Earth Shift

  • Earth Shift
Earth Shift
NOTE: You do not have permission to copy/replicate/reproduce this image.
Porcelain with Soluble Salts of Metal Oxides and Ceramic Pencil

Although Earth Shift is hung on the wall, the sweep of its surface resembles a landscape seen from a birdseye view.  A mighty tear rends its layered strata like it geologic fault.  A lined excavation resembles a foundation or well, and a precisely etched line suggests a human presence.  Alternatively, we might see the open rectangle as part of a dwelling, reminiscent of the adobe structures of the Native American cliff dwellers who lived in New Mexico centuries ago.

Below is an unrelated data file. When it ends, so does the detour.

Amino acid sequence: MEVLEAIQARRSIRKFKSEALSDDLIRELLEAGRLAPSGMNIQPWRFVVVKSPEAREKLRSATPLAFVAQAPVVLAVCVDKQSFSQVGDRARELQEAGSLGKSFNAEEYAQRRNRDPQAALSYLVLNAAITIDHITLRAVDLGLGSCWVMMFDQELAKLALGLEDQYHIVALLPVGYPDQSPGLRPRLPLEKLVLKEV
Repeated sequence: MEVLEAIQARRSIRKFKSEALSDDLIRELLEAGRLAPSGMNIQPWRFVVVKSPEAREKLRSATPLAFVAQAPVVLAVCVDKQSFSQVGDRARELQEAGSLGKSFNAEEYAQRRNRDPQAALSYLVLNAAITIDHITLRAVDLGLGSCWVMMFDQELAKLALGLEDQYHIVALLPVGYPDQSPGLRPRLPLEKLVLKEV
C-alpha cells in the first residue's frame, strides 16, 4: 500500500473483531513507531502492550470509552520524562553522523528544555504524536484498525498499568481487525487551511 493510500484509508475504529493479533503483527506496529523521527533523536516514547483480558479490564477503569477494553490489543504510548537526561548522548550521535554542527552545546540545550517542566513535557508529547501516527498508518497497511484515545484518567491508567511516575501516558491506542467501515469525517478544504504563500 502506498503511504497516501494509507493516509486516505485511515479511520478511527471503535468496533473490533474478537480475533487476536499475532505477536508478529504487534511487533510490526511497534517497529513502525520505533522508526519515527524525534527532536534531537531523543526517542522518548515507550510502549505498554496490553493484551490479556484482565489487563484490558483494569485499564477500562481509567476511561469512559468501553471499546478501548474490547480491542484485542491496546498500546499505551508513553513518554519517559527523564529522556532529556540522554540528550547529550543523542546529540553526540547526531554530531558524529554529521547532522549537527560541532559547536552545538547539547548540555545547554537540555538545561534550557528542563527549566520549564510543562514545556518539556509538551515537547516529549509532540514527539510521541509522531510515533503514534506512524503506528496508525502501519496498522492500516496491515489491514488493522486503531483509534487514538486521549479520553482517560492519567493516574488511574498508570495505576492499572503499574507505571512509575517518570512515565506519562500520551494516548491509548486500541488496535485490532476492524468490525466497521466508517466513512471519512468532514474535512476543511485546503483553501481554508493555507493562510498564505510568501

Paula Winokur's favorite material is porcelain, a technically challenging clay we normally associate with dainty china.  In Earth Shift, she takes an unexpectedly robust approach, using a large slab of porcelain to create an image that evokes the material's earthly origin.  In his works nearby in the Convention Center, artist Rudolf Staffel used porcelain in a radically different way, shaping thin, delicate vessels penetrated by light. 

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